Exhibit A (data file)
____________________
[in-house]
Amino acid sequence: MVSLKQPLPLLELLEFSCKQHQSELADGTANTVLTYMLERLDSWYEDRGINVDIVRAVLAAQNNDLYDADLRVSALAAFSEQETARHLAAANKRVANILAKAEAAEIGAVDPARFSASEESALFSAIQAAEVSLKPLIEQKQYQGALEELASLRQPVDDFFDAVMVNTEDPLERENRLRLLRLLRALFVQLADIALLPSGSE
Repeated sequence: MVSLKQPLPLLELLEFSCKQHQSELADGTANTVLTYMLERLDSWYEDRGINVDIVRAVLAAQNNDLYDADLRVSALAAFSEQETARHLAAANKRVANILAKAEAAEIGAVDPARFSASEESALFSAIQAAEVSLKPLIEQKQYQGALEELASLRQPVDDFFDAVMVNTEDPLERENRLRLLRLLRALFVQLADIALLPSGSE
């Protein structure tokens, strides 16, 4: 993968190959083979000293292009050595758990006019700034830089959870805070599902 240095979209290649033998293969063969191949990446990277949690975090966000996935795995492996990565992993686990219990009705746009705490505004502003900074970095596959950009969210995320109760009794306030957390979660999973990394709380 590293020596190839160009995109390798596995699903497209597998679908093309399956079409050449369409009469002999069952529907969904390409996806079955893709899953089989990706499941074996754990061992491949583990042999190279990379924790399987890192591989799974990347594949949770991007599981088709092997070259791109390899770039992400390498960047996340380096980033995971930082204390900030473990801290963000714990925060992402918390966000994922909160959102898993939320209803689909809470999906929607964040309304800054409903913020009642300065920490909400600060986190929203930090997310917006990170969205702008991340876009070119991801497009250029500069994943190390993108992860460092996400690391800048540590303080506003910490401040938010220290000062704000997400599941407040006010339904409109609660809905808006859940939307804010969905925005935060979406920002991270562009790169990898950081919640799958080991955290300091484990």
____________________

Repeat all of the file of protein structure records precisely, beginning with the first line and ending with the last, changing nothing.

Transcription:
[in-house]
Amino acid sequence: MVSLKQPLPLLELLEFSCKQHQSELADGTANTVLTYMLERLDSWYEDRGINVDIVRAVLAAQNNDLYDADLRVSALAAFSEQETARHLAAANKRVANILAKAEAAEIGAVDPARFSASEESALFSAIQAAEVSLKPLIEQKQYQGALEELASLRQPVDDFFDAVMVNTEDPLERENRLRLLRLLRALFVQLADIALLPSGSE
Repeated sequence: MVSLKQPLPLLELLEFSCKQHQSELADGTANTVLTYMLERLDSWYEDRGINVDIVRAVLAAQNNDLYDADLRVSALAAFSEQETARHLAAANKRVANILAKAEAAEIGAVDPARFSASEESALFSAIQAAEVSLKPLIEQKQYQGALEELASLRQPVDDFFDAVMVNTEDPLERENRLRLLRLLRALFVQLADIALLPSGSE
């Protein structure tokens, strides 16, 4: 993968190959083979000293292009050595758990006019700034830089959870805070599902 240095979209290649033998293969063969191949990446990277949690975090966000996935795995492996990565992993686990219990009705746009705490505004502003900074970095596959950009969210995320109760009794306030957390979660999973990394709380 590293020596190839160009995109390798596995699903497209597998679908093309399956079409050449369409009469002999069952529907969904390409996806079955893709899953089989990706499941074996754990061992491949583990042999190279990379924790399987890192591989799974990347594949949770991007599981088709092997070259791109390899770039992400390498960047996340380096980033995971930082204390900030473990801290963000714990925060992402918390966000994922909160959102898993939320209803689909809470999906929607964040309304800054409903913020009642300065920490909400600060986190929203930090997310917006990170969205702008991340876009070119991801497009250029500069994943190390993108992860460092996400690391800048540590303080506003910490401040938010220290000062704000997400599941407040006010339904409109609660809905808006859940939307804010969905925005935060979406920002991270562009790169990898950081919640799958080991955290300091484990």